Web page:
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Why Public Health Care Works in Costa Rica (Can the US Do It Too?)

Article Summary:

Despite the need for some remodeling and upgrading, Costa Rica’s health outcomes are well above their neighboring Central American countries and are right up there with our statistics in the U.S. Is it a good model for the U.S. to follow? Let’s take a closer look at Costa Rica’s public health care system to see if it is the answer.

Photo Credit: Central Daily

Original Article Text From Central Daily:

Health Care in Costa Rica: Up and Close Examination

While the Northeast was experiencing its first big snowstorm of the year, a group of students spent a week traveling through the lush, green mountains of Costa Rica.
Although most Americans are drawn to Costa Rica for its diverse rain forests, stunning beaches and world-class coffee, these students traveled to study the various facets of the country’s health system.

The trip was offered as an embedded short-term study abroad opportunity through Penn State’s health policy and administration department, as a supplemental component of its Comparative Health Systems class. For the second year in a row, eight students and their instructor traveled through urban and rural areas of Costa Rica to take a firsthand look at how that nation’s universal health system works.

Under the universal system, every Costa Rican citizen has health care coverage and can use the public system. Funded by a 9 percent employee income tax and a variable employer contribution, the health system provides care to all, regardless of pre-existing conditions or the extent of the treatment needed.

There are no bills sent to patients, and prescription medications are free. With an even greater physician shortage than the U.S., the Costa Rican health system’s main flaw is its lines for elective procedures. However, a citizen may purchase private insurance and use the private clinics and hospitals to avoid the lines altogether.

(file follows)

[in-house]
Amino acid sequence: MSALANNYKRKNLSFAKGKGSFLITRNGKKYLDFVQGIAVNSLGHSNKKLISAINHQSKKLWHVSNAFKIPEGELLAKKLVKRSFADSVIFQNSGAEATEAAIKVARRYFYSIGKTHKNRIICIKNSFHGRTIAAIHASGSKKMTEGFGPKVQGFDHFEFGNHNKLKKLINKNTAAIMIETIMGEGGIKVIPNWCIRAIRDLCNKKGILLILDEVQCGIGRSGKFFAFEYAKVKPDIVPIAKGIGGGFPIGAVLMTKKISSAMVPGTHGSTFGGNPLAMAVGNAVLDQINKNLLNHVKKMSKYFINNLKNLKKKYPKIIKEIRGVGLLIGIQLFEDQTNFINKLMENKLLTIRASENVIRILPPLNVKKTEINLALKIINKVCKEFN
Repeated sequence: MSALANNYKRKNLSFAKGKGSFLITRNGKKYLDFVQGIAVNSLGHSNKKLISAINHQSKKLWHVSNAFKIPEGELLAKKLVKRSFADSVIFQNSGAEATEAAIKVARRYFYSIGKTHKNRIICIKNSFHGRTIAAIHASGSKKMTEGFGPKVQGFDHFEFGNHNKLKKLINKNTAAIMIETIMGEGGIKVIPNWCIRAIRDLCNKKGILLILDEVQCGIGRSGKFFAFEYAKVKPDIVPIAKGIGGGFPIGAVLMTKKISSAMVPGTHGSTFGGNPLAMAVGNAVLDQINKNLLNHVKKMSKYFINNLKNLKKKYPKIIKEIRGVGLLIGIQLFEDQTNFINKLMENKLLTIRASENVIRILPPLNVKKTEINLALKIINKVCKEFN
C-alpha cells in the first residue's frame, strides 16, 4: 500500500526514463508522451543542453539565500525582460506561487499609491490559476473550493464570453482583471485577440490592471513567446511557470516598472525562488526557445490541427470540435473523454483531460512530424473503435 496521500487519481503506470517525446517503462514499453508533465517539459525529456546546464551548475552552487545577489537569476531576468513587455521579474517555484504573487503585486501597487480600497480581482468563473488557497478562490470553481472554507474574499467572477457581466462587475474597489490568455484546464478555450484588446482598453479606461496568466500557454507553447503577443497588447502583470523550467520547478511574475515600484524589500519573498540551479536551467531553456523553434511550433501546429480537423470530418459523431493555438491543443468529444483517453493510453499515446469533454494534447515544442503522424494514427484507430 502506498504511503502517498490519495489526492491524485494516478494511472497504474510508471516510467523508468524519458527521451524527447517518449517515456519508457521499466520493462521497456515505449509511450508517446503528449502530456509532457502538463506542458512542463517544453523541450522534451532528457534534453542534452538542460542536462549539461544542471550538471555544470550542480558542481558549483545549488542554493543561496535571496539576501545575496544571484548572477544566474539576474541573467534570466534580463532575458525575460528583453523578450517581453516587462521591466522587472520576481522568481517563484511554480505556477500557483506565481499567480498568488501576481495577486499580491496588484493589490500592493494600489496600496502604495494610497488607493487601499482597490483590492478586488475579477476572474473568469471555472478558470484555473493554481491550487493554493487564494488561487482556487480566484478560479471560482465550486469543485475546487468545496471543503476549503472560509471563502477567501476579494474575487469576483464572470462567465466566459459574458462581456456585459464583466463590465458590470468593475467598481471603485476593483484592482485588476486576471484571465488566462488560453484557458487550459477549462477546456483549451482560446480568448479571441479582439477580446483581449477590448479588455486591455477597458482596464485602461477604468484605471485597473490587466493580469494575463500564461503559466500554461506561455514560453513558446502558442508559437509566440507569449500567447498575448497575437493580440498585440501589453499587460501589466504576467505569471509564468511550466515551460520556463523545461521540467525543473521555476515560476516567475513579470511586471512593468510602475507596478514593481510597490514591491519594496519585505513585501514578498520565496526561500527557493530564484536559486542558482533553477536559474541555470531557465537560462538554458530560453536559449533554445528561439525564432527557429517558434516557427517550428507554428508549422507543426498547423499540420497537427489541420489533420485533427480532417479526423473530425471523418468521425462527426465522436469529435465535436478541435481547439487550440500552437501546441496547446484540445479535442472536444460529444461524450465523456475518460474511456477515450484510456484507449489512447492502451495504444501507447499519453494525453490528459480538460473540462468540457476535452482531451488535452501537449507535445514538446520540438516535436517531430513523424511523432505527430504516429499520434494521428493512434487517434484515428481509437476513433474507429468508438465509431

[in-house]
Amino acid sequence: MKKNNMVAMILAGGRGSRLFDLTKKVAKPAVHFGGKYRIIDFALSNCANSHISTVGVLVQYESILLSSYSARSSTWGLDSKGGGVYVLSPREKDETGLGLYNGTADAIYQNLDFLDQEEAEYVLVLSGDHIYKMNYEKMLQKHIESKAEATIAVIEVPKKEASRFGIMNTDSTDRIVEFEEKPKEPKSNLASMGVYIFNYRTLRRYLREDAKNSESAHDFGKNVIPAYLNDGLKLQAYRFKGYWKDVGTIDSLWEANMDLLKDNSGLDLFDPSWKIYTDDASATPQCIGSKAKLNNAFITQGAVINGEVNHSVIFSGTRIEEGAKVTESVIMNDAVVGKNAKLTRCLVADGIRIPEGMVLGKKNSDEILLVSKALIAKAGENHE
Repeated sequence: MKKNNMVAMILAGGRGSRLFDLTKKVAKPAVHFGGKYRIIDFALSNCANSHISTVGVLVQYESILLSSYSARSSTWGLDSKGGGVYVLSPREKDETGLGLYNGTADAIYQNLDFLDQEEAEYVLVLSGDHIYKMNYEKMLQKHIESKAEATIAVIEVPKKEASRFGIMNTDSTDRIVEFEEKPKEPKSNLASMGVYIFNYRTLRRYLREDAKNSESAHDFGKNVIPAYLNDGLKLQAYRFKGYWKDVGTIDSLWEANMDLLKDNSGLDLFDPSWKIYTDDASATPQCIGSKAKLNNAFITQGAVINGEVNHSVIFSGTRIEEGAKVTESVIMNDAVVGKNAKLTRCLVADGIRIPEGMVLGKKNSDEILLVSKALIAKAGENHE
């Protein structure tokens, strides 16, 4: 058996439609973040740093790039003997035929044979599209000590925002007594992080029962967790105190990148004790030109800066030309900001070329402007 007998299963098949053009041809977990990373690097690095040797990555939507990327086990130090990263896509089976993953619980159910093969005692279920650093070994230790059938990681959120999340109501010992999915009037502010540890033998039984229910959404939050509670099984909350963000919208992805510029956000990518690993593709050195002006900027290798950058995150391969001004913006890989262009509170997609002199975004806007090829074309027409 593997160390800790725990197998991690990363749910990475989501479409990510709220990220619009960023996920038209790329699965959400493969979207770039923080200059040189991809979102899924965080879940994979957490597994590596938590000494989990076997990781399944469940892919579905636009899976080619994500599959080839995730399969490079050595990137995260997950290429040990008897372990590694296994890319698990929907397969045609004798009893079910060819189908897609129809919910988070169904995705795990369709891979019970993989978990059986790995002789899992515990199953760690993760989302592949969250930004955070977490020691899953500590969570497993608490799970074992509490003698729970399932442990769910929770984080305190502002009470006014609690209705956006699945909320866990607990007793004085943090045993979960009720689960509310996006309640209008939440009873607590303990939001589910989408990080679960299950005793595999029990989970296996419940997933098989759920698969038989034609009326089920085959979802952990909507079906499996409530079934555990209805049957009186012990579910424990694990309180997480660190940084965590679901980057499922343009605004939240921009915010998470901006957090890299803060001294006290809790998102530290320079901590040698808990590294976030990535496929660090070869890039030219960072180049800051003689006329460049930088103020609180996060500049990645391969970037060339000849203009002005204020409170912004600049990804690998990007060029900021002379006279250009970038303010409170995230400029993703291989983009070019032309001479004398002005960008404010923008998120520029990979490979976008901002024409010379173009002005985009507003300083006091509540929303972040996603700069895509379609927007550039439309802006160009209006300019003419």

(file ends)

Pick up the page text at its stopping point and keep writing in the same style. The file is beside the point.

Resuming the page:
While meeting with Vice Minister of Health Dr. Sisy Castillo Ramirez, students learned that it has been 64 years since Costa Rica disbanded and eliminated its military. Since then, the entire government budget spent on defense has been reallocated to health and public services.

Costa Rica now has potable water and sanitation facility access in 95 percent of the country. It was surprising to hear how proud Costa Ricans are that they do not have an army or any enemies.

“The only reason Costa Rica would ever bring back its army would be if someone threatened our health system,” Ramirez said.

While touring the various hospitals and clinics, it was not difficult to notice the obvious differences between Costa Rican facilities and those in the U.S. For example, most buildings featured an open-air exterior, in which the walls did not fully enclose the facilities.

This allowed for fresh air to flow through the hallways, providing a calming atmosphere for patients and their families. One regional hospital featured a butterfly garden that was not only attractive, but also designed to promote good mental health.

However, one would also notice the needs of the facilities as well.

The buildings themselves were not necessarily visually appealing.

Walls needed new paint, the furniture was often old and there was an absence of that sterile shine that we see in American hospitals.

Despite the need for some remodeling and upgrading, Costa Rica’s health outcomes are well above their neighboring Central American countries and are right up there with our statistics in the U.S.
Doctors and officials at the Ministry of Health were very proud of their low infant mortality rate of 8.6 deaths per 1,000 live births. Though higher than in the U.S., the rate could be even lower if abortion was legalized in Costa Rica. Instead, even when there is evidence of abnormal pregnancy or congenital diseases and disorders, the law prohibits abortion.

The 2013 data from the World Health Rankings lists Costa Rica’s life expectancy at birth to be 79.1 years, which is longer than the 78.6 years in the U.S. Hospital-acquired infection rates match what we see in the U.S. and continue to follow a downward trend.

Credit for the country’s remarkable health outcomes must partially be given to ATAPs, who are health workers trained in basic primary care and social work. ATAPs essentially do house calls for the people living in remote, rural areas where the nearest clinic is a considerable distance away from their homes. During visits, ATAPs administer vaccines, monitor vitals, discuss chronic disease treatments and survey the homes for safety, utility access, and any possible domestic or child abuse.

Touring Costa Rica and seeing its health system in action was an extremely valuable experience for these students. It provided a new perspective on health care delivery, complemented the comparative health systems class and gave them knowledge to make informed opinions about the future of health care in the U.S.

Link to Original Article:

From Central Daily

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